The game also introduces a new type of enemy ----- spec ops soldiers. These baddies are as smart as the infected are dumb. While not exhibiting an AI as smart as of FEAR, they do take cover and lob grenades. They also take cover behind crates though I think the programmers have defined “safe zones” for Area 51’s AI. When they come near one of these (crates, alcoves, etc), they immediately make a beeline towards the zones come hell or high water. Though they use these self-preservation tactics consistently, they don’t know how to flank and more often than not rush headlong into your fire while their comrades provide suppressive fire. Again, the behavior isn’t FEAR but it does the job fairly well, pitting players against competent enemies.

...and soldiers. Lots of them too. Wait until you play in Hard mode and see their entire tribe.

One ax to grind against this game however, is the poor implementation of several features, namely its dual-wield system, grenade “inventory,” and how you access the in-game documents you input into a mini-computer that is attached to your character’s wrist. (Yes, it’s like Q collaborated with Vulcans to invent a tricorder-disguised-as-a-wrist-watch thingamajig.) I believe that all video games play on the concept that the player is in control. It’s with the aforementioned things that Area 51 fails.

The game lets you dual-wield assault rifles. While this is cool, aiming is hard. In the early stages of the game (when the sniper rifle isn’t available yet) this forced me to use a pistol in long-range firefights. An option to drop the second rifle when the situation calls for it would have been nice as it would have given the player greater tactical control over firefights.

The grenade inventory system fails --- big time. The game lets you use two types of grenades: the usual one and this alien-spawned Jelly Bean of Death that explodes on contact, bounces wildly once, creates a black hole, and then explodes a second time. Needless to say, the second is very powerful and is best reserved for very hard gun battles. Unfortunately, saving up on this JB grenades is an option not available to you. They “stack” on top of your regular grenades with no way to toggle between regular and alien grenades ala Halo. Again, this deprives the player of a greater tactical control.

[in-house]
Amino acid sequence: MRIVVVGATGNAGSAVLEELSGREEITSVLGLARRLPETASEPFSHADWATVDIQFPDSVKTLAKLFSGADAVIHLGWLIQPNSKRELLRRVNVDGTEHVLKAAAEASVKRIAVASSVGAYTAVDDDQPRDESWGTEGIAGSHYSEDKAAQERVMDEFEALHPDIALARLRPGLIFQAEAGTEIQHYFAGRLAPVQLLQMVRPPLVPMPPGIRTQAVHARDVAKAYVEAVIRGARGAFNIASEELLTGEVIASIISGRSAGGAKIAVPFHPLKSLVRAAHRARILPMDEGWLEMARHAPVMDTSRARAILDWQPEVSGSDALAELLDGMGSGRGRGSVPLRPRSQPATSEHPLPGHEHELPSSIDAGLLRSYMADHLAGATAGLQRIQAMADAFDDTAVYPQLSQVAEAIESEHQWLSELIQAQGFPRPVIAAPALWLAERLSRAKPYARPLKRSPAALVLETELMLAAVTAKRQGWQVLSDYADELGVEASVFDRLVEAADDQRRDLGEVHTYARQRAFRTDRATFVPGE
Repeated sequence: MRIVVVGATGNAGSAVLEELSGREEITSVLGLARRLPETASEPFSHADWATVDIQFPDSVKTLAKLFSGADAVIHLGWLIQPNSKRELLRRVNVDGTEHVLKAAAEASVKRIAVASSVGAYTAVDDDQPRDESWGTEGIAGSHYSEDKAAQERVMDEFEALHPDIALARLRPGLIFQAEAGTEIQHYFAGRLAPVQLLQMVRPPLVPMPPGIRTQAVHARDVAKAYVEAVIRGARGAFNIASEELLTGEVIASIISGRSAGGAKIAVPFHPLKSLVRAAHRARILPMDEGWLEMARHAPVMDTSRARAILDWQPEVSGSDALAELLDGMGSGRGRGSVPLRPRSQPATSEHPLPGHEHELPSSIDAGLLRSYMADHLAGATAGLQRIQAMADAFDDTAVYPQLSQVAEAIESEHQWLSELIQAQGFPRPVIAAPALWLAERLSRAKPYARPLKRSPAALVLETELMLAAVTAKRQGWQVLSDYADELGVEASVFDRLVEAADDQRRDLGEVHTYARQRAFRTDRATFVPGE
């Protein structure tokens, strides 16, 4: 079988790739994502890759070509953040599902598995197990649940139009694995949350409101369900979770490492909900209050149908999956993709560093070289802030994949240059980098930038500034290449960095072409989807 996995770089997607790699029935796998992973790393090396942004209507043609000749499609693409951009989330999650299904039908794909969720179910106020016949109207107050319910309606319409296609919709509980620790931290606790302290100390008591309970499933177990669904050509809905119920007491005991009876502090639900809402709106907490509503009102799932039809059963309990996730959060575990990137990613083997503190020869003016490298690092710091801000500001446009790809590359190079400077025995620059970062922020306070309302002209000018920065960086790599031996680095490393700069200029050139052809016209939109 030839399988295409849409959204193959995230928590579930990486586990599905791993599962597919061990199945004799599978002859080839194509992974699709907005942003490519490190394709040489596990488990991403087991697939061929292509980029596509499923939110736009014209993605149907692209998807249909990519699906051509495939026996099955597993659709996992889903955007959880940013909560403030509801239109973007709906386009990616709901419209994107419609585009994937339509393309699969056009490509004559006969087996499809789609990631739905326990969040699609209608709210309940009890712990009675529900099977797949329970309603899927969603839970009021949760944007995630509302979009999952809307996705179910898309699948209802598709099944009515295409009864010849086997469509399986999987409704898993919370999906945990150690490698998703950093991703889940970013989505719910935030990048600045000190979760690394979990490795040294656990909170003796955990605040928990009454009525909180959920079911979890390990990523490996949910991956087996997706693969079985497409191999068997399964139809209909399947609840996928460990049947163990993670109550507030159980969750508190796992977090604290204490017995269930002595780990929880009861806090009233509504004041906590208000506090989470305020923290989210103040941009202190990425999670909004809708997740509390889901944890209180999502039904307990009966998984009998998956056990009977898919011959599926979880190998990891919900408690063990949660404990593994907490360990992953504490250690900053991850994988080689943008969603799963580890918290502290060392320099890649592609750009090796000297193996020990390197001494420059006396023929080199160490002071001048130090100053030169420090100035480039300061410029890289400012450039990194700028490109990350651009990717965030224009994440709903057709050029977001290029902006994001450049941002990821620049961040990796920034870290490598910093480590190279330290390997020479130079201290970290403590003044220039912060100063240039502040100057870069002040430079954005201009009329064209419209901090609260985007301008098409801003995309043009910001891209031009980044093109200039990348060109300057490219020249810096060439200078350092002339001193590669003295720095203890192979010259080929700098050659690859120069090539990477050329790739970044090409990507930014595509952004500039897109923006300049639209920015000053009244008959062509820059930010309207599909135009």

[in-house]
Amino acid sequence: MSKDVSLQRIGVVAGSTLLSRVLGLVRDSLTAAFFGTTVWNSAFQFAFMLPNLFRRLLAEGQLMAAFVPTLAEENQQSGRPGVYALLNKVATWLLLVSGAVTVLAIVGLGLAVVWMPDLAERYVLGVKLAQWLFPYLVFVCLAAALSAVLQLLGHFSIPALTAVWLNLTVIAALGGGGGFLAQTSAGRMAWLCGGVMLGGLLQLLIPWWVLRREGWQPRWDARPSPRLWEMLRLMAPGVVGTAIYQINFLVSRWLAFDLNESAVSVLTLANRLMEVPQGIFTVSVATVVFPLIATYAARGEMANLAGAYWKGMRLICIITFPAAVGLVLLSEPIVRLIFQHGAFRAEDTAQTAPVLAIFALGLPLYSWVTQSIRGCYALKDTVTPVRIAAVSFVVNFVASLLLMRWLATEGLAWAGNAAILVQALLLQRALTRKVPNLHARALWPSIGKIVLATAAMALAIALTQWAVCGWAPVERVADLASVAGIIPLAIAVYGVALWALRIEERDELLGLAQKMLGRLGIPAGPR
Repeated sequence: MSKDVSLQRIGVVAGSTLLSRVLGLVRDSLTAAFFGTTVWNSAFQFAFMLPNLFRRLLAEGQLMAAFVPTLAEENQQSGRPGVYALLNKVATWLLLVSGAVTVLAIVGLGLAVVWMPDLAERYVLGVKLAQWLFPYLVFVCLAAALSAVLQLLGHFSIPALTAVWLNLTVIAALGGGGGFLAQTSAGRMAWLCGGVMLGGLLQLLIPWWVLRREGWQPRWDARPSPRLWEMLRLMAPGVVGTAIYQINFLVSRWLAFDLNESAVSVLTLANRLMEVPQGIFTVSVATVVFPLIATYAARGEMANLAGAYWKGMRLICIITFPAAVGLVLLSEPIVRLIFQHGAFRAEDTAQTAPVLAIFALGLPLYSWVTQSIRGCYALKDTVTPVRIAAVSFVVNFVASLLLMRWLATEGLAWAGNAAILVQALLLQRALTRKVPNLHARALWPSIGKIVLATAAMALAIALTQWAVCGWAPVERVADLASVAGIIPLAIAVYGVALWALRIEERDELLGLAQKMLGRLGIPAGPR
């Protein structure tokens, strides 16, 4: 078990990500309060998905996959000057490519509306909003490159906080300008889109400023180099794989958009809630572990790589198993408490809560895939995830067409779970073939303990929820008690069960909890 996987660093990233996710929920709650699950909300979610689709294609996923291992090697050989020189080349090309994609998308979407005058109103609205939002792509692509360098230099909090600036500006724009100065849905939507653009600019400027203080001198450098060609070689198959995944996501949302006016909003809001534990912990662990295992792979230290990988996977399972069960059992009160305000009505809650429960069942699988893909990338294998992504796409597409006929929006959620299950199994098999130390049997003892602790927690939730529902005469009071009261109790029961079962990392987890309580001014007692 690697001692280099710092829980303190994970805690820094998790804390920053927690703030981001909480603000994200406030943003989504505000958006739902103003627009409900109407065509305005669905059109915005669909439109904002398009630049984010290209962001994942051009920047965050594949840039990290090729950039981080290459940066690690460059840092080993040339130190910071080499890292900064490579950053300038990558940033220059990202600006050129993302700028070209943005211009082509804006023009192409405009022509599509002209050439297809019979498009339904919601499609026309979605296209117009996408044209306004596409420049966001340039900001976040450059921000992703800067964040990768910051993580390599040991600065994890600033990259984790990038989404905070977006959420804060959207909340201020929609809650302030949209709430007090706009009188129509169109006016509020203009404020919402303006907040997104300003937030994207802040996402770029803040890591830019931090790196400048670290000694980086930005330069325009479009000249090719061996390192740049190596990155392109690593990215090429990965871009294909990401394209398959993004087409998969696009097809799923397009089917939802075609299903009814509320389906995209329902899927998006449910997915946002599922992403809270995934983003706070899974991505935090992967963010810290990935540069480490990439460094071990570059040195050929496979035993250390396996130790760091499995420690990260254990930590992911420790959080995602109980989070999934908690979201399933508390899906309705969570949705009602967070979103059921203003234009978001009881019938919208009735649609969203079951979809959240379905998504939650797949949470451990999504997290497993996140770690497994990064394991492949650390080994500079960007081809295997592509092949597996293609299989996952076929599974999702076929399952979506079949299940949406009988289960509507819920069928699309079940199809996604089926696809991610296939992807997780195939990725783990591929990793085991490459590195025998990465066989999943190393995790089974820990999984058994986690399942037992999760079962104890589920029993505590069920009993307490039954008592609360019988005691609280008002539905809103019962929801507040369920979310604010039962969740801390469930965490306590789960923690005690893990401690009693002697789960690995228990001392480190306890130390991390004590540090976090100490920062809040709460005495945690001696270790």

What's an "Area 51" game without alien weaponry?

Lastly, the in-game documents that you can gather throughout the game provide the player glimpses of the life of the scientists in the Groom Lake facility. They also bolster the conspiracy theory behind crop circles and various epidemics that have ravaged our planet. These are meant to improve the immersive atmosphere as the player runs through the previously sterile halls of the science facility. Or they would have, if the designers of the game decided that the player can only read them if the exits the singleplayer campaign and accesses them through the game’s main menu. How they reached that decision is utterly beyond me.

All these however, are minor annoyances if compared to the mix of cathartic audio, fierce firefights, and immersive environments that is Area 51.

And hey, it’s free.

>>>Download the full free FPS game from here

>>>See more downloadable free PC FPS multiplayer shooters HERE

>>>(Warning: spoilers!!) Do you want to see the entire Area 51 Secret Files series?

>>>See freeware strategy games HERE